Since MLK Day, our weekly mentoring lunch sessions have taken a fascinating turn. At our first session after the Holiday, I asked all 15 of our young men if, why, or how the Holiday was significant to them. I was curious to inquire about the civil rights movement and the slain civil rights leader’s relevance in their lives.
Everyone was quick to defend the significance of the relationship with their lives and King’s life and legacy. I was peppered with quick recitations of historical facts about Dr. King. I sighed when I began to come to the realization that I would hear no in-depth analysis of the Civil Rights Movement, any familiarity with its other activists and personalities, or its relationship to the current state of these 15 young African-American male high school students.
In an effort to provide some perspective, I shared with them my experiences of enduring hostility as a junior high school student in 1971, at the height of the desegregation order and school busing in Cleveland, Ohio. In an effort to challenge them, I asked of their familiarity with the names, Kenneth I. Chenault and Reginald Lewis. “Who?” They asked. I explained that Mr. Chenault was the CEO and Chairman of American Express and the third ever African-American male to head a Fortune 500 Company. I explained further that Reginald Lewis was the richest African-American male in the 1980’s, a Wall Street businessman and financier, who had been prior to an early death the CEO of Beatrice Foods.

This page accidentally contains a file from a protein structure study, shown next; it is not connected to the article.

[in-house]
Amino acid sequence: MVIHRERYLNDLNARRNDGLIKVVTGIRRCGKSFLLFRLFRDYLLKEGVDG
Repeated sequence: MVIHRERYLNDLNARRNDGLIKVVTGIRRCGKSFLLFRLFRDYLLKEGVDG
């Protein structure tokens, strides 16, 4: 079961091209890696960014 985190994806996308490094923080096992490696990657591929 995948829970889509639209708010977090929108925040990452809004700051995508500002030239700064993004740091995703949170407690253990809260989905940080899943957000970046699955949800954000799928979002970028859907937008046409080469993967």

Then some magic began to happen, faces lit up as they heard of these 2 men, “why don’t we learn this kind of thing in school?”………. “I want to learn more.”
It’s your responsibility I explained. If you want to know something, research it, find out everything you can on your own. A couple of them replied, “man that’s not fair.”
“Will you teach us?,” several asked.
Doc and I responded that we would and that we would start at our next Thursday session to teach them about the history and achievements of Africans and African-Americans. We are starting this Thursday with Egypt and we will gradually in the weeks ahead bring them up to today. I can’t wait to see their faces when they find out about the Egyptian origins of mathematics, surgery, complex architecture, and so much more!
They really are eager to learn. I am like them, I guess; I wonder why don’t they hear more of this in school? Maybe just maybe, our young men would emulate fewer rappers, entertainers, or athletes, and a few more Chenaults and maybe just maybe a Lewis or two!
Read, learn, and share…Have a Family Meeting!